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SEOUL, March 11 (Yonhap) -- Slavoj Zizek, a world-renowned philosopher and cultural critic, will teach students and conduct research activities at Seoul's Kyunghee University, school officials said Monday.
The philosopher from Slovenia will become a professor for the School of Global Communication at Kyunghee's College of Foreign Language and Literature on July 1, according to the school's personnel committee.
Zizek will make a one-year contract under the school's Eminent Scholar program where the university invites outstanding researchers to support their research activities while staying abroad, it added.
Visiting South Korea in July, he will meet students through special lectures during the school's international summer school. He then plans to conduct a joint research with Kyunghee's English literature professor Lee Taek-kwang, according to the school.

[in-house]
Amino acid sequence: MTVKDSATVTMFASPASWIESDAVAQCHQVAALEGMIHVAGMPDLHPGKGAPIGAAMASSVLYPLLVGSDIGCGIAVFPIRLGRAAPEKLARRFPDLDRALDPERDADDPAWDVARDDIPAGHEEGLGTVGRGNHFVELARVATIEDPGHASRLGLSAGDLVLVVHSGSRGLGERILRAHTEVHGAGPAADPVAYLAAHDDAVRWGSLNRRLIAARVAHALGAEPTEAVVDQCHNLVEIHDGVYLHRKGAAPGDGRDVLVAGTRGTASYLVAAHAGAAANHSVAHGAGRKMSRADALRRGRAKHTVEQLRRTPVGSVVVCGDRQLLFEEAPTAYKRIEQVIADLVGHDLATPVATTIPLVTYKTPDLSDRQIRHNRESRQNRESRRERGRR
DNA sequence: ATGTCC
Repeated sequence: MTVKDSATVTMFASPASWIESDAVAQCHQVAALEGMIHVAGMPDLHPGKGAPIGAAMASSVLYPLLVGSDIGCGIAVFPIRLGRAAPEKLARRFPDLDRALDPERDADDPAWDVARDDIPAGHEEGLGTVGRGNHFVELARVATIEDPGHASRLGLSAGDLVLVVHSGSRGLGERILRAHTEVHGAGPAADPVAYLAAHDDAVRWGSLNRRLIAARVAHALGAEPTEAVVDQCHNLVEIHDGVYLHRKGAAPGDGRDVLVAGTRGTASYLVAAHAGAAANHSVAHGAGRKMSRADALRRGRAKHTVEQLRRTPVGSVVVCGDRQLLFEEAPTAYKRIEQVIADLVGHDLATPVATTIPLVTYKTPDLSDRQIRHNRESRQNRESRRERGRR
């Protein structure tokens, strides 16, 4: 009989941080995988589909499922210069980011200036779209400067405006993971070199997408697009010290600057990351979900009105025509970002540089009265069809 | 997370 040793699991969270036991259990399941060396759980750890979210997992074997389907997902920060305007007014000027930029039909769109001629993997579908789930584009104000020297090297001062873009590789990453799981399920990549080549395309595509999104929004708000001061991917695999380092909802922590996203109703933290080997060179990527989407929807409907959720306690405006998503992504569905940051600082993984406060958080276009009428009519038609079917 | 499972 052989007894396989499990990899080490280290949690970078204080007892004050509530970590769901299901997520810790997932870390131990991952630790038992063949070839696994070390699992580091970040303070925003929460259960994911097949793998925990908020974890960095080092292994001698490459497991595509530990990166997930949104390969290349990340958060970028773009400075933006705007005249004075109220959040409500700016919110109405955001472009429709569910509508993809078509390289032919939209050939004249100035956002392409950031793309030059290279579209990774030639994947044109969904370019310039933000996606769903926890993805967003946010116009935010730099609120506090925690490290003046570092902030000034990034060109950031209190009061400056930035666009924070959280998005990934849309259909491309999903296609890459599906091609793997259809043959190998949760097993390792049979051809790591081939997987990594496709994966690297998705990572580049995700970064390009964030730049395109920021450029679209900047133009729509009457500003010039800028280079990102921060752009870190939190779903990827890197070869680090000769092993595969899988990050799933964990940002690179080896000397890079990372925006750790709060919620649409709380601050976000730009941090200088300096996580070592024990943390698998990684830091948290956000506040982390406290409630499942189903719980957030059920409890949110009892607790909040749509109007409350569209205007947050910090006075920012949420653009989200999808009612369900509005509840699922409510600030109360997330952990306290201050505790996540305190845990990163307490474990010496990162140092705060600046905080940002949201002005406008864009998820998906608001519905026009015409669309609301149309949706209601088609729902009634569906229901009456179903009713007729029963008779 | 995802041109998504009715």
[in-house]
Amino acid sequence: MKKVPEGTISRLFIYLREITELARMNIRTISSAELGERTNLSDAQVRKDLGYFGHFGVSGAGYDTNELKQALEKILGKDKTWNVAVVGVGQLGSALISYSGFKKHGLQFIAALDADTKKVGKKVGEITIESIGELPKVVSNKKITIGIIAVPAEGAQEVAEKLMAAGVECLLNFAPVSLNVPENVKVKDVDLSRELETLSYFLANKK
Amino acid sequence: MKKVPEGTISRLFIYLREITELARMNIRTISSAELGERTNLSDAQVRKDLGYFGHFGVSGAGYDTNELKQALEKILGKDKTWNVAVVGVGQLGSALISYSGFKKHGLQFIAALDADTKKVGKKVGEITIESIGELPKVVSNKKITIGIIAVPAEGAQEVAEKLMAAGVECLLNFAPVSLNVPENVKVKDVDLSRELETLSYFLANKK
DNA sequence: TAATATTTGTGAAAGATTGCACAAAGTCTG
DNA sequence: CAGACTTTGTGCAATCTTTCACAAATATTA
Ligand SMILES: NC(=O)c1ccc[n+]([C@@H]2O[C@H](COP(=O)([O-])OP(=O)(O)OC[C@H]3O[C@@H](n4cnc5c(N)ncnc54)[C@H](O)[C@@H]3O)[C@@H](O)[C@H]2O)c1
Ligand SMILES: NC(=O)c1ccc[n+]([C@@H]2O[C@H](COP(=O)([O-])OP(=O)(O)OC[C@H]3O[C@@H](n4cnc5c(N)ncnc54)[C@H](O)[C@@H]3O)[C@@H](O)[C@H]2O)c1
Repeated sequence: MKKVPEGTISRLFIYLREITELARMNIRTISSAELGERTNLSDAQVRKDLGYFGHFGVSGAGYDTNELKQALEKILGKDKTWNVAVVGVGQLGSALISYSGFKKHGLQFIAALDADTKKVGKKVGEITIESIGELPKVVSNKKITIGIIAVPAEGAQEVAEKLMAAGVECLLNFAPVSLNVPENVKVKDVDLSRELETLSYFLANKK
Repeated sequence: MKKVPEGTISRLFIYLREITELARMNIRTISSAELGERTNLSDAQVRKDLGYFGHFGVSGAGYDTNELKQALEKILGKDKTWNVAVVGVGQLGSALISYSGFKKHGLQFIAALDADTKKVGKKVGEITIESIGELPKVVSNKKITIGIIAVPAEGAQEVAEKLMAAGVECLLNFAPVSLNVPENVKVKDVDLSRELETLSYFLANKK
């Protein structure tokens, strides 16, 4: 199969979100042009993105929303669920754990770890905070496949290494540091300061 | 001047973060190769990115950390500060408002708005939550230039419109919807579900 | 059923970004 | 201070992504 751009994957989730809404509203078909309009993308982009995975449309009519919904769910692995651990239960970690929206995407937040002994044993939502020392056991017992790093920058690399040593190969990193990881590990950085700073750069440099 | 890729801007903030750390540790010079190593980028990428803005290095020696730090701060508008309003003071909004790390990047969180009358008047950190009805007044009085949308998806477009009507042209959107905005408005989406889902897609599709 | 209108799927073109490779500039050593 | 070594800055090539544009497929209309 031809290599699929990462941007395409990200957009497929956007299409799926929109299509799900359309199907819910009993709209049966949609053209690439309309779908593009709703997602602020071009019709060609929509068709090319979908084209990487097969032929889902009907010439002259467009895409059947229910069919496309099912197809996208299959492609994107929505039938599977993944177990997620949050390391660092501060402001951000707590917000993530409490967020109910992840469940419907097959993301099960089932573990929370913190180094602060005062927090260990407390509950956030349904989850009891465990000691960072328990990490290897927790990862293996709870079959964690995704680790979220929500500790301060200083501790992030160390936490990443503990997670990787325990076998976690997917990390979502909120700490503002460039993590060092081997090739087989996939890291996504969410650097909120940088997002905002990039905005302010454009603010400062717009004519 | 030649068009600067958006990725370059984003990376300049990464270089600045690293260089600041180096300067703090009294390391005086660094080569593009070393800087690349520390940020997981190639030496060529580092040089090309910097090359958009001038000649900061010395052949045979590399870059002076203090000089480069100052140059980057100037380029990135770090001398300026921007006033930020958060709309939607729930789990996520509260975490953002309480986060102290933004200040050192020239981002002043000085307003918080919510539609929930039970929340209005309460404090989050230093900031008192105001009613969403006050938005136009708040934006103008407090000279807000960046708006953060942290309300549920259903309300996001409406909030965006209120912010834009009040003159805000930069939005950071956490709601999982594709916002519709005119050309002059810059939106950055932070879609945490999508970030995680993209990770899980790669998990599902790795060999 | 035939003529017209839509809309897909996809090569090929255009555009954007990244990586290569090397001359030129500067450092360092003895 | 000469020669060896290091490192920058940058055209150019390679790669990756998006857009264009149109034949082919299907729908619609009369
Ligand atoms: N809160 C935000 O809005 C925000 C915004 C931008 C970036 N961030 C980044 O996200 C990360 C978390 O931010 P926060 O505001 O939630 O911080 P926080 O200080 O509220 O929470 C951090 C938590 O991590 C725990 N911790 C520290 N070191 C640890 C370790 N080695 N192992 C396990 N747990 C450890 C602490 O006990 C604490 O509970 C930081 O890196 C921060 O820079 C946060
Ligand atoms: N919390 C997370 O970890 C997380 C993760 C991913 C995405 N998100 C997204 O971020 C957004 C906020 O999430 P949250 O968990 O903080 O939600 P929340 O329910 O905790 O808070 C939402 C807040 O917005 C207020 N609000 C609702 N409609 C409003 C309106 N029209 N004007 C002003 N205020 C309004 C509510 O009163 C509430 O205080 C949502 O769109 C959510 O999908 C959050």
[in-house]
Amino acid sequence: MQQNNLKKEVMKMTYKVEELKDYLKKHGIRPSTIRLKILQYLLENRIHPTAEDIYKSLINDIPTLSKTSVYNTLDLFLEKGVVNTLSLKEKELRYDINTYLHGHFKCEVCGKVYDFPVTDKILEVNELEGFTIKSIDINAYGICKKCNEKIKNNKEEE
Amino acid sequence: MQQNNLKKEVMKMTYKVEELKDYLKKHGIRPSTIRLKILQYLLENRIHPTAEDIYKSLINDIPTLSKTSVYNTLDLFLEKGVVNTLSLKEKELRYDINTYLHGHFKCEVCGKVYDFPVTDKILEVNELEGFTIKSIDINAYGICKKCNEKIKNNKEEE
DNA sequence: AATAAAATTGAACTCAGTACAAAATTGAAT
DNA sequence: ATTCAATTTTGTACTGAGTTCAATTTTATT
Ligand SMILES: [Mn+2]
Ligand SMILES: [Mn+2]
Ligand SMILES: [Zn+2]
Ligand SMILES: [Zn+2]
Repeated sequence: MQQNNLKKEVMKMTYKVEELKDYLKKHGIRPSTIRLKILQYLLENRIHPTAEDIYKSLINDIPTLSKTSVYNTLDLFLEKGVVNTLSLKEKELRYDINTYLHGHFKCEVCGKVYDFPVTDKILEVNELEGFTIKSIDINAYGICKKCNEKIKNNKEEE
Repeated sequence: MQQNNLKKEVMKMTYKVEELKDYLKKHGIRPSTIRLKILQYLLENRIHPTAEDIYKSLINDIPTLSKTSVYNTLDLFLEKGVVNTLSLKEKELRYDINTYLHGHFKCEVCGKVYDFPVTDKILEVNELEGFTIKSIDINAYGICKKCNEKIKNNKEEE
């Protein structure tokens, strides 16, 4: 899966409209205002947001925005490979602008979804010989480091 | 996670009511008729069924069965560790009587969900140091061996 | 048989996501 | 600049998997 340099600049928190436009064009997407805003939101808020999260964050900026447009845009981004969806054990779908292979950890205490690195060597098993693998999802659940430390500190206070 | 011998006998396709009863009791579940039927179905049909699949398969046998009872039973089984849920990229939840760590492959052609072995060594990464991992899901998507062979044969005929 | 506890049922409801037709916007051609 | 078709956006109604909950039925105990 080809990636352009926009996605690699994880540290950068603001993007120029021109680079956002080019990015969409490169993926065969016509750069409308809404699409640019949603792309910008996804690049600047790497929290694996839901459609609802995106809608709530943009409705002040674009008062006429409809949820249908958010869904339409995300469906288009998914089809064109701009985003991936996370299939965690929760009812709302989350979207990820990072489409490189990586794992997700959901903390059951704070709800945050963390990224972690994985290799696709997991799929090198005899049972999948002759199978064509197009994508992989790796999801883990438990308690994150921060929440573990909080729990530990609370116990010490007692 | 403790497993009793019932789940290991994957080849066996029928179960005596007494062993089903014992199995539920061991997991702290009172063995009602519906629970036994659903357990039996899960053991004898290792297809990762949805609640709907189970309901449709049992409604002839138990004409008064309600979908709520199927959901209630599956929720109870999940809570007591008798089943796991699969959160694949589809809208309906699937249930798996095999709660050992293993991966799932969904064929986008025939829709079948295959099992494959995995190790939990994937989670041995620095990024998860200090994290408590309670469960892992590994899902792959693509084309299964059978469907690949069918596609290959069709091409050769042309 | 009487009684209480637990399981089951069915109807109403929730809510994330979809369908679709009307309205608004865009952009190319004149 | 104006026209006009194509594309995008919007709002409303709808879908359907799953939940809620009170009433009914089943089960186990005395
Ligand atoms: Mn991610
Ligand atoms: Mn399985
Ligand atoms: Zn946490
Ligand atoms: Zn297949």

In September, the social theorist will also meet with the public here via an open lecture about capitalism and ideology, while planning to hold an annual symposium on the communist ideology in South Korea.
"We expect his diverse activities engaging in not only our students and faculty members, but the general public. After all, he is well known not only for his academic achievements but also for his active communication with the people," said a school official. "We are actively reviewing an option to renew his contract."
Zizek, influenced by Jacques Lacan, Georg Wilhelm Friedrich Hegel and Karl Marx in terms of his critical-intellectual perspective, earned global recognition after his first book in English titled "The Sublime Object of Ideology" published in 1989. As one of the world's most confrontational intellectuals of the time, he now serves as a senior researcher at the Institute for Sociology and Philosophy at the University of Ljubljana, Slovenia, and a professor at the European Graduate School.
He visited South Korea last June to give a lecture to students, traveled to the demilitarized zone and Imjingak pavilion near the border with North Korea, and met with members of the labor union at the country's smallest carmaker Ssangyong Motor Co. while they were on strike.
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